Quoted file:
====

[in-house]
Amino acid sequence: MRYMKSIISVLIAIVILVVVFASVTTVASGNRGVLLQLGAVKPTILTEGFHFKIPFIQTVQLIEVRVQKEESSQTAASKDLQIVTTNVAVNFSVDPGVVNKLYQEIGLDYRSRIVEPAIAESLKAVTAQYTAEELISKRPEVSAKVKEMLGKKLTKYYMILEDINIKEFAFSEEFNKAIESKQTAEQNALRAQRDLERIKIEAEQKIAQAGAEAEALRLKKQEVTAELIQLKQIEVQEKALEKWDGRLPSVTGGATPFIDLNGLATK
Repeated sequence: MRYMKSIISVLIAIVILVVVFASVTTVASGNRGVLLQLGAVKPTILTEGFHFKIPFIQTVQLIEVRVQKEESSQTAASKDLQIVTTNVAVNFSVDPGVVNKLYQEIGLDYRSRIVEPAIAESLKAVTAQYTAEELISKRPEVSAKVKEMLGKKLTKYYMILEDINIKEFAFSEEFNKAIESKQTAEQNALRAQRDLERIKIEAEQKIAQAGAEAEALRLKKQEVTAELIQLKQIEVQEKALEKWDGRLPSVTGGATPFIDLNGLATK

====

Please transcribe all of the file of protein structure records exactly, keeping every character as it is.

[in-house]
Amino acid sequence: MRYMKSIISVLIAIVILVVVFASVTTVASGNRGVLLQLGAVKPTILTEGFHFKIPFIQTVQLIEVRVQKEESSQTAASKDLQIVTTNVAVNFSVDPGVVNKLYQEIGLDYRSRIVEPAIAESLKAVTAQYTAEELISKRPEVSAKVKEMLGKKLTKYYMILEDINIKEFAFSEEFNKAIESKQTAEQNALRAQRDLERIKIEAEQKIAQAGAEAEALRLKKQEVTAELIQLKQIEVQEKALEKWDGRLPSVTGGATPFIDLNGLATK
Repeated sequence: MRYMKSIISVLIAIVILVVVFASVTTVASGNRGVLLQLGAVKPTILTEGFHFKIPFIQTVQLIEVRVQKEESSQTAASKDLQIVTTNVAVNFSVDPGVVNKLYQEIGLDYRSRIVEPAIAESLKAVTAQYTAEELISKRPEVSAKVKEMLGKKLTKYYMILEDINIKEFAFSEEFNKAIESKQTAEQNALRAQRDLERIKIEAEQKIAQAGAEAEALRLKKQEVTAELIQLKQIEVQEKALEKWDGRLPSVTGGATPFIDLNGLATK